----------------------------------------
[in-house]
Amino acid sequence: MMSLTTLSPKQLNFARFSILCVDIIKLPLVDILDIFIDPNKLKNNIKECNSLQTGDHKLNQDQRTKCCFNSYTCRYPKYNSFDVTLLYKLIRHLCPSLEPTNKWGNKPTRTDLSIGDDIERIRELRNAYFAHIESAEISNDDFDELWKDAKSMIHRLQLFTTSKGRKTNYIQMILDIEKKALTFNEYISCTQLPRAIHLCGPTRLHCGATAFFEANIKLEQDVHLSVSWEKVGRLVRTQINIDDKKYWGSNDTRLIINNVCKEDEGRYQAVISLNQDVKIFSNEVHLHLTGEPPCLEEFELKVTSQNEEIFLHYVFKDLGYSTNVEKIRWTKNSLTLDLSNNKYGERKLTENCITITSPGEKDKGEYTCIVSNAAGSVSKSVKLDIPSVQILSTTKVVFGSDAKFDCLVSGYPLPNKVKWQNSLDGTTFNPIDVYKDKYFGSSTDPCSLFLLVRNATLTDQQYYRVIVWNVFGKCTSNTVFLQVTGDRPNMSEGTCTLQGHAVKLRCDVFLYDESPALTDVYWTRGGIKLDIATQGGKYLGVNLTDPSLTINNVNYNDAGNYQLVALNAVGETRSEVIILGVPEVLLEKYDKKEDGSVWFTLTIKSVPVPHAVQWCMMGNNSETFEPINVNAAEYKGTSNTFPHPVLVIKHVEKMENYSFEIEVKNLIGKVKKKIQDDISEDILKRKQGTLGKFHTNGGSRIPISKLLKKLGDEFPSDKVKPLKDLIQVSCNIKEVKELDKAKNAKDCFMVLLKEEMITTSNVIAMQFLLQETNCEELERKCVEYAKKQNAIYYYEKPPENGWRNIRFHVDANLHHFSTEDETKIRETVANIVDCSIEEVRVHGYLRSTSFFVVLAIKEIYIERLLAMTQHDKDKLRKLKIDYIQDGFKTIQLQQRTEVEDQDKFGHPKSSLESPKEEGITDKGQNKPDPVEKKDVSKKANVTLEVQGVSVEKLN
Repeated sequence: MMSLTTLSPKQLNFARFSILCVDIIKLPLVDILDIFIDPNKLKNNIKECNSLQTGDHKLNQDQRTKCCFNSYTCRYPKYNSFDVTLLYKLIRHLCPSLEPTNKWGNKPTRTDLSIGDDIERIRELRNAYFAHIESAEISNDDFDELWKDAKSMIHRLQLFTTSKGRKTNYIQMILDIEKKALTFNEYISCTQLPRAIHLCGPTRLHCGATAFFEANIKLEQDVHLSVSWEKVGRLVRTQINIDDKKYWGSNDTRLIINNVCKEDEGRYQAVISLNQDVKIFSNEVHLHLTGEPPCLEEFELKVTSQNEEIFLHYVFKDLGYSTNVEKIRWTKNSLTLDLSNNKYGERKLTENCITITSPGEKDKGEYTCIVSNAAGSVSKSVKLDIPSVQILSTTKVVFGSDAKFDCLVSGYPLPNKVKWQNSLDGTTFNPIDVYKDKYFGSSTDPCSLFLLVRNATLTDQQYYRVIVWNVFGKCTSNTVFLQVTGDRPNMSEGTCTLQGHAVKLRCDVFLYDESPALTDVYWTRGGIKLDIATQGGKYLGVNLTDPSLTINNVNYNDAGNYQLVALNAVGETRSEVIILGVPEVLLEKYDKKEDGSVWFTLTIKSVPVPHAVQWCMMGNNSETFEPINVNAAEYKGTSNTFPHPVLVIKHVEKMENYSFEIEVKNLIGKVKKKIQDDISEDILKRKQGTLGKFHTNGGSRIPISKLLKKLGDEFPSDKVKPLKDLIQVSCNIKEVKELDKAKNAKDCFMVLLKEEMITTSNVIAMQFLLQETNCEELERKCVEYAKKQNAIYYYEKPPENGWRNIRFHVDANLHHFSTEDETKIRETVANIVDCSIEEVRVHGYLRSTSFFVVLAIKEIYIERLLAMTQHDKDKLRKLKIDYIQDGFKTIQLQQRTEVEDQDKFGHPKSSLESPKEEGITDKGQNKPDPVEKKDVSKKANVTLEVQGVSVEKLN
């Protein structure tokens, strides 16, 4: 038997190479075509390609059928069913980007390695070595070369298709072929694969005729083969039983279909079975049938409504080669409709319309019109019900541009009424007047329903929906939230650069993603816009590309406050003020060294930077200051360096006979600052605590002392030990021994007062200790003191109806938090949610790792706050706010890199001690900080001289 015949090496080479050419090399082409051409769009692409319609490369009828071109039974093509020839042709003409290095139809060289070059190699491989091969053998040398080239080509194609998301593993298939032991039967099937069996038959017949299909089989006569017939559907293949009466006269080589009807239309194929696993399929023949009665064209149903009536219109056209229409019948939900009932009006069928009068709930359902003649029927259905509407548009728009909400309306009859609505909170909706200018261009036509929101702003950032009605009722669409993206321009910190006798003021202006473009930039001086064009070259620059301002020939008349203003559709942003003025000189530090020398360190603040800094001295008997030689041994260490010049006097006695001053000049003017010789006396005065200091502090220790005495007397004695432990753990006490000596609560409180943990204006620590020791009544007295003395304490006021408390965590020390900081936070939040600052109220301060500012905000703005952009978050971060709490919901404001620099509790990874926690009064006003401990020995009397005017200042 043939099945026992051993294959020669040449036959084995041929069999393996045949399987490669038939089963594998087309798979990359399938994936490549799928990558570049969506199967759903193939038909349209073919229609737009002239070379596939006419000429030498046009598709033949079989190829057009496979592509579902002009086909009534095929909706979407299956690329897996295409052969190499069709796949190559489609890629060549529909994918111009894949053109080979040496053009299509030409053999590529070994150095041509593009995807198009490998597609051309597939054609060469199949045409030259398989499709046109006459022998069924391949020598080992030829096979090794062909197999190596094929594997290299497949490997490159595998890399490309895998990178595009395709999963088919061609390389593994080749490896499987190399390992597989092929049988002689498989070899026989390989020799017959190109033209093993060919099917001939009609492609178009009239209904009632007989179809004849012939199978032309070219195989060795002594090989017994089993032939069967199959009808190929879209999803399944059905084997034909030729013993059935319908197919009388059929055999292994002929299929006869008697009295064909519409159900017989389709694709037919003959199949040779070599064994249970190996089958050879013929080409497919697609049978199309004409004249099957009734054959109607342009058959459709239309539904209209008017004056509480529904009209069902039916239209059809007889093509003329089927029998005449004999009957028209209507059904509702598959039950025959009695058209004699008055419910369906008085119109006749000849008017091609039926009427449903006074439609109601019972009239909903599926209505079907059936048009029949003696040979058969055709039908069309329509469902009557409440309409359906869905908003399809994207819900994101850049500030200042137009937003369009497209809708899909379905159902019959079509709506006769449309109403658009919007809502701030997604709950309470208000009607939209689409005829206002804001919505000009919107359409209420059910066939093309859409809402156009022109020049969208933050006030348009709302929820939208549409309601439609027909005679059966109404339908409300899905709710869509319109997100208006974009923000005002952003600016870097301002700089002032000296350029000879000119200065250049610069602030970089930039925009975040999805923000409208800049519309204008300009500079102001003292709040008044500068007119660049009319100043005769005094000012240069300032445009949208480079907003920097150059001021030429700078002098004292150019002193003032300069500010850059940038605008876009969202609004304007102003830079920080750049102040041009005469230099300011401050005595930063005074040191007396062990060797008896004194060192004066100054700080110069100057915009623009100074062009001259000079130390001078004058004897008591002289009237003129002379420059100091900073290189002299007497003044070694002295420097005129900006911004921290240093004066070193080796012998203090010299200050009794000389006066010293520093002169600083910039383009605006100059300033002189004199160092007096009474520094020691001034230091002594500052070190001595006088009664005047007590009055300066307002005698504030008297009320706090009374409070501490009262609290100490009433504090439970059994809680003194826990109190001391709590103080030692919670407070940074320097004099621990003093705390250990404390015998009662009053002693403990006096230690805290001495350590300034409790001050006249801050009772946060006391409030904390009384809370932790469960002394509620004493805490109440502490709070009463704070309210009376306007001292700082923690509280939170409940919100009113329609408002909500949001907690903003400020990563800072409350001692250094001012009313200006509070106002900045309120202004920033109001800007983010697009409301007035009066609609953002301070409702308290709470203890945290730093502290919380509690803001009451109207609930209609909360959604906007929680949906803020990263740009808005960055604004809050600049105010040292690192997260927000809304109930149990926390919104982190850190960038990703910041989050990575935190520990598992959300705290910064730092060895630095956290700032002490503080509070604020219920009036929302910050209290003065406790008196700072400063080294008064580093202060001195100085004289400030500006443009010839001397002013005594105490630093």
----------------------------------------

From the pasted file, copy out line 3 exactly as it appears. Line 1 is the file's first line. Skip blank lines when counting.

Repeated sequence: MMSLTTLSPKQLNFARFSILCVDIIKLPLVDILDIFIDPNKLKNNIKECNSLQTGDHKLNQDQRTKCCFNSYTCRYPKYNSFDVTLLYKLIRHLCPSLEPTNKWGNKPTRTDLSIGDDIERIRELRNAYFAHIESAEISNDDFDELWKDAKSMIHRLQLFTTSKGRKTNYIQMILDIEKKALTFNEYISCTQLPRAIHLCGPTRLHCGATAFFEANIKLEQDVHLSVSWEKVGRLVRTQINIDDKKYWGSNDTRLIINNVCKEDEGRYQAVISLNQDVKIFSNEVHLHLTGEPPCLEEFELKVTSQNEEIFLHYVFKDLGYSTNVEKIRWTKNSLTLDLSNNKYGERKLTENCITITSPGEKDKGEYTCIVSNAAGSVSKSVKLDIPSVQILSTTKVVFGSDAKFDCLVSGYPLPNKVKWQNSLDGTTFNPIDVYKDKYFGSSTDPCSLFLLVRNATLTDQQYYRVIVWNVFGKCTSNTVFLQVTGDRPNMSEGTCTLQGHAVKLRCDVFLYDESPALTDVYWTRGGIKLDIATQGGKYLGVNLTDPSLTINNVNYNDAGNYQLVALNAVGETRSEVIILGVPEVLLEKYDKKEDGSVWFTLTIKSVPVPHAVQWCMMGNNSETFEPINVNAAEYKGTSNTFPHPVLVIKHVEKMENYSFEIEVKNLIGKVKKKIQDDISEDILKRKQGTLGKFHTNGGSRIPISKLLKKLGDEFPSDKVKPLKDLIQVSCNIKEVKELDKAKNAKDCFMVLLKEEMITTSNVIAMQFLLQETNCEELERKCVEYAKKQNAIYYYEKPPENGWRNIRFHVDANLHHFSTEDETKIRETVANIVDCSIEEVRVHGYLRSTSFFVVLAIKEIYIERLLAMTQHDKDKLRKLKIDYIQDGFKTIQLQQRTEVEDQDKFGHPKSSLESPKEEGITDKGQNKPDPVEKKDVSKKANVTLEVQGVSVEKLN